We wanted to camp at Devil's Lake State Park in Wisconsin this weekend, but alas, there are no tent sites available on a weekend there until August 30 (!) and a host of other state parks in that region, including Mirror Lake, Rocky Arbor, Buckhorn, Governor Dodge, Lake Kengosa, Wildcat Mountain and others, are also sold out for the holiday weekend. Most of the state parks in Wisconsin charge just $12-15 per night for tent sites, though they have a three-night minimum stay on holiday weekends and a $9.70 reservation fee.
The @American_Latino Expedition project will focus on education, park stewardship, outdoor recreation and exploration inside Olympic and Mesa Verde national parks in Washington and Colorado respectively, as well as the Glen Canyon National Recreation Area located in Arizona and Utah. With that in mind, the ALHF is looking for groups of bloggers to visit each location and share their experiences with readers. That includes using outlets such as Facebook, Twitter and YouTube to creatively engage their audiences as well. In exchange for their efforts, all expenses – including airfare, lodging and most on-site excursions – will be completely covered.
The deadline for applying to take part in this program is June 14, and the ALHF is quick to point out that you don't have to be Latino to be selected. Any group with an active social media following, or even adventurous families, are encouraged to apply. To find out more about the project and to download the applications, click here.
"Amazingly there was no damage to the camera," said Josephs on the YouTube page for the video. With all those teeth, it seems pretty amazing to me, too.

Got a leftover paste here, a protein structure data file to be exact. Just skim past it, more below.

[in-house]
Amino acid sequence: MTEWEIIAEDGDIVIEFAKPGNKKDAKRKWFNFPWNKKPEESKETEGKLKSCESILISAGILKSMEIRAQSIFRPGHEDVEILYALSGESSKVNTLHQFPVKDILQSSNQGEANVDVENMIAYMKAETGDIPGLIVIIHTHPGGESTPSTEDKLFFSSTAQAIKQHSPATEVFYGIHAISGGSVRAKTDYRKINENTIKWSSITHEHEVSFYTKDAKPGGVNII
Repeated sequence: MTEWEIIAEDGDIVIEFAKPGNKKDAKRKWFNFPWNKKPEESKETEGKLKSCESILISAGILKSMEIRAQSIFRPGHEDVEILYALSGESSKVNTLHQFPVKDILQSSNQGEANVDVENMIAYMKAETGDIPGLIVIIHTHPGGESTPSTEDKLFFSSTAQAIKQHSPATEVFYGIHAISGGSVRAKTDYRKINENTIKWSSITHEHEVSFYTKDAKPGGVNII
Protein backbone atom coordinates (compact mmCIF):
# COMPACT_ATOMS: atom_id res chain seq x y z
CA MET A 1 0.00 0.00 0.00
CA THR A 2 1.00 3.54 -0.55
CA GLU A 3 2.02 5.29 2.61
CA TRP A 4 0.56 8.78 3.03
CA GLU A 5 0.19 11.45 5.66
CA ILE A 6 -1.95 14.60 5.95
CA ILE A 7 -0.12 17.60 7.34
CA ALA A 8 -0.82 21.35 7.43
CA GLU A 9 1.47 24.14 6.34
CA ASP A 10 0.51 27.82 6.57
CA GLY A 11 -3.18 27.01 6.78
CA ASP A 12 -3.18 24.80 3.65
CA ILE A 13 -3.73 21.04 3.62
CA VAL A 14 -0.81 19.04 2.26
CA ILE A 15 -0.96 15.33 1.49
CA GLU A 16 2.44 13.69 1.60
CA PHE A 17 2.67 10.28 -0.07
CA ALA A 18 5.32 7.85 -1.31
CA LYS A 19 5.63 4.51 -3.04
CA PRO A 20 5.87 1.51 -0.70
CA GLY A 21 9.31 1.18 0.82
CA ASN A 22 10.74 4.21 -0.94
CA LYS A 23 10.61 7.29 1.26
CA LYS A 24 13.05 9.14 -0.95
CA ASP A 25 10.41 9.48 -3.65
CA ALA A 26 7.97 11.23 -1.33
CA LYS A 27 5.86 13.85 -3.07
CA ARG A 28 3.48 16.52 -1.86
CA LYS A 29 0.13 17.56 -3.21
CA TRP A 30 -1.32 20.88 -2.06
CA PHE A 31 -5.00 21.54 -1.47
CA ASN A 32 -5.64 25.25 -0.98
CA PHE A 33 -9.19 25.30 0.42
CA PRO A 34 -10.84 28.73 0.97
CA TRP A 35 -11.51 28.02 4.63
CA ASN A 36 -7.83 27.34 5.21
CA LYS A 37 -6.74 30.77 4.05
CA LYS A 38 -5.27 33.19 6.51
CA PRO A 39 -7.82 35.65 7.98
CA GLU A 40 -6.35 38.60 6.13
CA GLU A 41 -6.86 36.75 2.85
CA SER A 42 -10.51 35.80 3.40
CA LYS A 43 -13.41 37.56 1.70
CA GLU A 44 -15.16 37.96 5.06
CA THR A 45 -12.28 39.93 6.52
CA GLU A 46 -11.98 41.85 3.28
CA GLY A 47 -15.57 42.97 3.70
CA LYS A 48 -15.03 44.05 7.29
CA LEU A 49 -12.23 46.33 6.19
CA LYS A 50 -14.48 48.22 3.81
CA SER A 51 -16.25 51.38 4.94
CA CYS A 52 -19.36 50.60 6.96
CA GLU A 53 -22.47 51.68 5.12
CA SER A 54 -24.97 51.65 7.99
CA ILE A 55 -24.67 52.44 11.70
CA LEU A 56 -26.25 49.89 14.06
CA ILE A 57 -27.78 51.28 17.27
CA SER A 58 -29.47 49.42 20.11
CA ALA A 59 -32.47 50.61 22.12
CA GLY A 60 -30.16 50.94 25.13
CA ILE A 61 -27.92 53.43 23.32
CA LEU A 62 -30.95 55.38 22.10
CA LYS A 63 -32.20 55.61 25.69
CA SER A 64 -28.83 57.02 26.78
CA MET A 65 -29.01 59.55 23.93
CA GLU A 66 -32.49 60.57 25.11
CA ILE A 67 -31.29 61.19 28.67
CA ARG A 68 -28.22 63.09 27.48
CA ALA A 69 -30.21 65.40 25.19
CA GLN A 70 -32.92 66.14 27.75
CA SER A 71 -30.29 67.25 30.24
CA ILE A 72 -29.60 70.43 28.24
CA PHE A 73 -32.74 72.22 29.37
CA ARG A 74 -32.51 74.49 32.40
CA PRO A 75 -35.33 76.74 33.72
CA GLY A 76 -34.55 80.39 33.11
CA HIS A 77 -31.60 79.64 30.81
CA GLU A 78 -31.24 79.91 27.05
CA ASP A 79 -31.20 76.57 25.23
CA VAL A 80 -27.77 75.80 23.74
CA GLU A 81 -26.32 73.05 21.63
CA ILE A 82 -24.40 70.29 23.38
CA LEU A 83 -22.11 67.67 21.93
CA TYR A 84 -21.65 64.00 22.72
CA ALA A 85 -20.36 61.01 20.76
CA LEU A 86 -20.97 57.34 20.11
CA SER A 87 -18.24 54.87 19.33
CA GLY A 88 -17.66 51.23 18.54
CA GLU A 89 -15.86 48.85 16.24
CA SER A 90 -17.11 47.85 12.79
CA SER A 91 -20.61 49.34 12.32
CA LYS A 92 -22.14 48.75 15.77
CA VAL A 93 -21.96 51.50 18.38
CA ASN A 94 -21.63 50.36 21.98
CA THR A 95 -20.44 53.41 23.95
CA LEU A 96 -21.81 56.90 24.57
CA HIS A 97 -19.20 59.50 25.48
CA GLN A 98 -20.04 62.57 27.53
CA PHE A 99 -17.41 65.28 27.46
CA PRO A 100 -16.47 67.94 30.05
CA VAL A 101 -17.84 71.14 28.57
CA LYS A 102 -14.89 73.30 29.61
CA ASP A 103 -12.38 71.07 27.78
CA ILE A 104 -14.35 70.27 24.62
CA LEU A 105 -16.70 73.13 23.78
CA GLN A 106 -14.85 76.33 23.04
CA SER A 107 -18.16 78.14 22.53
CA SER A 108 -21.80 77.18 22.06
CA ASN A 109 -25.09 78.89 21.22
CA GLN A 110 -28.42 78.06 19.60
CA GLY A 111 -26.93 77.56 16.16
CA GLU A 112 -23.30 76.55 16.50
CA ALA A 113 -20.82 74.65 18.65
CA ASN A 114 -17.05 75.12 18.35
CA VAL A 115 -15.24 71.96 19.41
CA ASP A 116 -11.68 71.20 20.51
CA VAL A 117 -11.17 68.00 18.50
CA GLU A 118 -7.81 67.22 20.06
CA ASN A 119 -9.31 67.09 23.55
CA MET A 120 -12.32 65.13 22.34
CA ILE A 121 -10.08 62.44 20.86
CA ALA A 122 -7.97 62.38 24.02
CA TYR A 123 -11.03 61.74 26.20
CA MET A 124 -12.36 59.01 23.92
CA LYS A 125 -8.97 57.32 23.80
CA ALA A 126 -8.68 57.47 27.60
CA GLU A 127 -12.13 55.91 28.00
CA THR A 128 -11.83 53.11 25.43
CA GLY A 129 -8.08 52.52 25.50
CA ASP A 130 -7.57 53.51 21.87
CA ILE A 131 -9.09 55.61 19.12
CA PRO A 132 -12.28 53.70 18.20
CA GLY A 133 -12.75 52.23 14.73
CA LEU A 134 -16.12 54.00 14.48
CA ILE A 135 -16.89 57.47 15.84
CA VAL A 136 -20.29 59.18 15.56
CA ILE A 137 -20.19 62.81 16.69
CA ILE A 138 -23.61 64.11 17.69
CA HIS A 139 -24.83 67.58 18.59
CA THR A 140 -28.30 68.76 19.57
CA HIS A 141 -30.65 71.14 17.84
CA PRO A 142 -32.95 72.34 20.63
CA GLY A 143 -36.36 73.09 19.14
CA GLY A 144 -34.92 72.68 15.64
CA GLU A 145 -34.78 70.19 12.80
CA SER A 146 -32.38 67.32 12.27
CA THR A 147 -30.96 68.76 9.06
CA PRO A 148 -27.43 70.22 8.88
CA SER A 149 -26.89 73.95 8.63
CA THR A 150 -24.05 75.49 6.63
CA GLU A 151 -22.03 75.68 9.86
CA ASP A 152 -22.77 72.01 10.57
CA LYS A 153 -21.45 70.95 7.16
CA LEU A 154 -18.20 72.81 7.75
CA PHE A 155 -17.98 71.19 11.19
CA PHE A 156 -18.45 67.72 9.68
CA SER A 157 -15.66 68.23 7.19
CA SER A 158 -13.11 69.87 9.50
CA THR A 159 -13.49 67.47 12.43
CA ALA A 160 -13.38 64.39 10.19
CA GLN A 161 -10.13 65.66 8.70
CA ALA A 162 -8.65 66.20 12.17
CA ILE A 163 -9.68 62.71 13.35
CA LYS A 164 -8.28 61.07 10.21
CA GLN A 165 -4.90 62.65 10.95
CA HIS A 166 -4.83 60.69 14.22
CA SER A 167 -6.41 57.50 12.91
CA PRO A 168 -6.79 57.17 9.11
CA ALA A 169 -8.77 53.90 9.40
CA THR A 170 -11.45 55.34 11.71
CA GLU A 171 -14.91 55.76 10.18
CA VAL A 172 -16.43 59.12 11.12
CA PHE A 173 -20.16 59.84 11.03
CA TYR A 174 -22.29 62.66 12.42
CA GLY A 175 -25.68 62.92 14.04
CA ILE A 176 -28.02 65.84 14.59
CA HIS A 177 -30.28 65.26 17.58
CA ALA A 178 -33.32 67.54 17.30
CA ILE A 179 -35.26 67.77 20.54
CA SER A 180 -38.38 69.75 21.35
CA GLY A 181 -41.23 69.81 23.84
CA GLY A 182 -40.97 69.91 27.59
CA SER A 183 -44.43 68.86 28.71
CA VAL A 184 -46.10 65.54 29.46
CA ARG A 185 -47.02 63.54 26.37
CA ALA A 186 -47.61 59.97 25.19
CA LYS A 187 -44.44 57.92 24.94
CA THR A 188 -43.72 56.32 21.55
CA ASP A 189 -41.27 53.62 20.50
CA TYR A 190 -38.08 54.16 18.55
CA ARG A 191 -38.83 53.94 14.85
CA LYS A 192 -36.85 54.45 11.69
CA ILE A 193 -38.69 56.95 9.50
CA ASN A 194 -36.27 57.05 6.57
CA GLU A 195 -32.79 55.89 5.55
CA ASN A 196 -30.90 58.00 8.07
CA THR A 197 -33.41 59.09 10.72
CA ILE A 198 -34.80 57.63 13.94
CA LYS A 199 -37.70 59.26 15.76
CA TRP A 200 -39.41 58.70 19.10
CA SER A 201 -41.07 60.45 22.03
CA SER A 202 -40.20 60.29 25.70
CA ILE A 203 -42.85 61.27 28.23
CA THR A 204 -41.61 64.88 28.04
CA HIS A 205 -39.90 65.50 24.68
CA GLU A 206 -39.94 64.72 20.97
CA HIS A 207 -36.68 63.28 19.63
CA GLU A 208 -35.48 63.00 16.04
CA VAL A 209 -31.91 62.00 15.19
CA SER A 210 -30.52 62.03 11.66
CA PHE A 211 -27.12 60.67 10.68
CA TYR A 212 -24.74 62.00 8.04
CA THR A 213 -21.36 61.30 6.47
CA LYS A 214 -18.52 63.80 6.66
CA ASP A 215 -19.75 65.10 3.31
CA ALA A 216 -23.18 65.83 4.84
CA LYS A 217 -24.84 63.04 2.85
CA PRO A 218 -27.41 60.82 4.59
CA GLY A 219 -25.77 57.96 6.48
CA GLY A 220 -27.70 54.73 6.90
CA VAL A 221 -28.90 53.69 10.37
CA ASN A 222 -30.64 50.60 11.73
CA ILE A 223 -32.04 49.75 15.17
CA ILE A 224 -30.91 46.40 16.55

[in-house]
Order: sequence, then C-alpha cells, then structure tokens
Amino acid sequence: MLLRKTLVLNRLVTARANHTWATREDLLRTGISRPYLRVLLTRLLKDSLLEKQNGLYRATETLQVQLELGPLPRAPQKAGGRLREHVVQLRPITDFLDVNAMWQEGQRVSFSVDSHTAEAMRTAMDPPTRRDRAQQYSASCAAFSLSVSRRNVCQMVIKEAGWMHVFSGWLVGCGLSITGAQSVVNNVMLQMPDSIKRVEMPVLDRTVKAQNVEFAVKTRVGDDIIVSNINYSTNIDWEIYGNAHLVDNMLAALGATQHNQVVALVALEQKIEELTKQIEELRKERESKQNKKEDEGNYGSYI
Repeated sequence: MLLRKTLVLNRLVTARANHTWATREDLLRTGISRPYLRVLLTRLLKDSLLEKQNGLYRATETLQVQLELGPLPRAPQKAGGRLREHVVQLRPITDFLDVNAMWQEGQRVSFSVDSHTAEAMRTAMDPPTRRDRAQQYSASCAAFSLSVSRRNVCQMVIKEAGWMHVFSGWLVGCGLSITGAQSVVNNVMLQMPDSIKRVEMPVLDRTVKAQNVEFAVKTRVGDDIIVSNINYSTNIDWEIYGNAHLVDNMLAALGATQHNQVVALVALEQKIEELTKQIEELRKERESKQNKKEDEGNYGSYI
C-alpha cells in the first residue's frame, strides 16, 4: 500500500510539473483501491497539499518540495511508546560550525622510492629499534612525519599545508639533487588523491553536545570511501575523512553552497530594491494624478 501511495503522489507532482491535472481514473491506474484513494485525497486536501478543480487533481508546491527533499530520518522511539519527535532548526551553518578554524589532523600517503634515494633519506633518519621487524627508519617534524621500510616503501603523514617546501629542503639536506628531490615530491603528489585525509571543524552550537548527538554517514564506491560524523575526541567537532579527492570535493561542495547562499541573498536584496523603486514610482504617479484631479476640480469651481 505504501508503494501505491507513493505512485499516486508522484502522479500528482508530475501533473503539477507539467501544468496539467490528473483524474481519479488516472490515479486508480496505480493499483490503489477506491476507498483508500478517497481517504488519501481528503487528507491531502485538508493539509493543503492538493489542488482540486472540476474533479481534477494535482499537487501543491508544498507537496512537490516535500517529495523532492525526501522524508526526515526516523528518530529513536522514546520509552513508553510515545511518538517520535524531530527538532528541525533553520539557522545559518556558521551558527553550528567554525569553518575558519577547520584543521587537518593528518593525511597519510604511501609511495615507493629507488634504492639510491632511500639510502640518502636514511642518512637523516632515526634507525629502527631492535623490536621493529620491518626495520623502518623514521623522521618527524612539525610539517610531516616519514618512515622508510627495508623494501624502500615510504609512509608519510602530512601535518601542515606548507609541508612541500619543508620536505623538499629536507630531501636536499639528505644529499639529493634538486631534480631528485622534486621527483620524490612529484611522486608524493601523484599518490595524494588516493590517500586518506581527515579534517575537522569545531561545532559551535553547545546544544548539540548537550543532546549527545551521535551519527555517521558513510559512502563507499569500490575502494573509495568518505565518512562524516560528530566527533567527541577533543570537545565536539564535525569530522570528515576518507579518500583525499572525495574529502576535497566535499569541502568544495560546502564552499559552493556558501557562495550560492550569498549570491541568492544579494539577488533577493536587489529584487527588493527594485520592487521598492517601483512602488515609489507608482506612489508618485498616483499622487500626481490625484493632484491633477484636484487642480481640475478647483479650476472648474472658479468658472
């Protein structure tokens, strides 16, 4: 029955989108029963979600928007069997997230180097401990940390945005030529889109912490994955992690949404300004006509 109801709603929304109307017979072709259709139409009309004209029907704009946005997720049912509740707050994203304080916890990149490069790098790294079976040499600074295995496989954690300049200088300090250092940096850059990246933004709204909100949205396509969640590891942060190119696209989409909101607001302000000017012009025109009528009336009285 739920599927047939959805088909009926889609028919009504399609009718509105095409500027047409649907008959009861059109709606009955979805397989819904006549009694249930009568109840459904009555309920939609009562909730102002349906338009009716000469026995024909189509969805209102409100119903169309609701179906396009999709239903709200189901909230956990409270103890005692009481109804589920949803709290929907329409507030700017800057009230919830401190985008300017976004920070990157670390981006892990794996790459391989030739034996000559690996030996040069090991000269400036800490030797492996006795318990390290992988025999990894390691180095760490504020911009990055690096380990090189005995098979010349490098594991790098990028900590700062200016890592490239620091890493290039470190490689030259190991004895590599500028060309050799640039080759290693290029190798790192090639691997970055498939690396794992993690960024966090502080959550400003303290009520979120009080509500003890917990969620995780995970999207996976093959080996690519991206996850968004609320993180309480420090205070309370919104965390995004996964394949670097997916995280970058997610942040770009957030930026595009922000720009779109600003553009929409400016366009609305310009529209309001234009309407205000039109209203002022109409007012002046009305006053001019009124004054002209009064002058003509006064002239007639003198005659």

For those of you who fear getting up close and personal with grizzlies, here are some tips for traveling in bear country. You certainly don't want to end up like the hiker who was attacked and killed by a grizzly bear in Denali National Park last year, or the one killed in Yellowstone a year earlier.
What was once one of the world's most famous ships is now rusting away in an Italian shipyard. The U.S.S. Williamsburg, a naval ship that became President Harry Truman's personal yacht in 1945 and was once considered an American treasure, could be scrapped within a few years if a last-minute attempt to save the ship fails, NBC Nightly News reports.
Some "suspected or known terrorists" on the TSA's No Fly list were able to board commercial flights in and over the United States for years, according to a new internal report from the Department of Justice.
The report, released this month and cited by Breaking Travel News, focused on the U.S. Marshals Service and another office's handling of terrorists in the federal witness security program (WITSEC), commonly called the witness protection program. It concluded that those authorities were not communicating with "national security stakeholders," such as the FBI, before admitting terrorists into the program and giving them a new identity. Part of the problem was that the new names didn't make it onto the Terrorist Screening Center's watch list or the TSA's No Fly list, creating a serious and surprising loophole: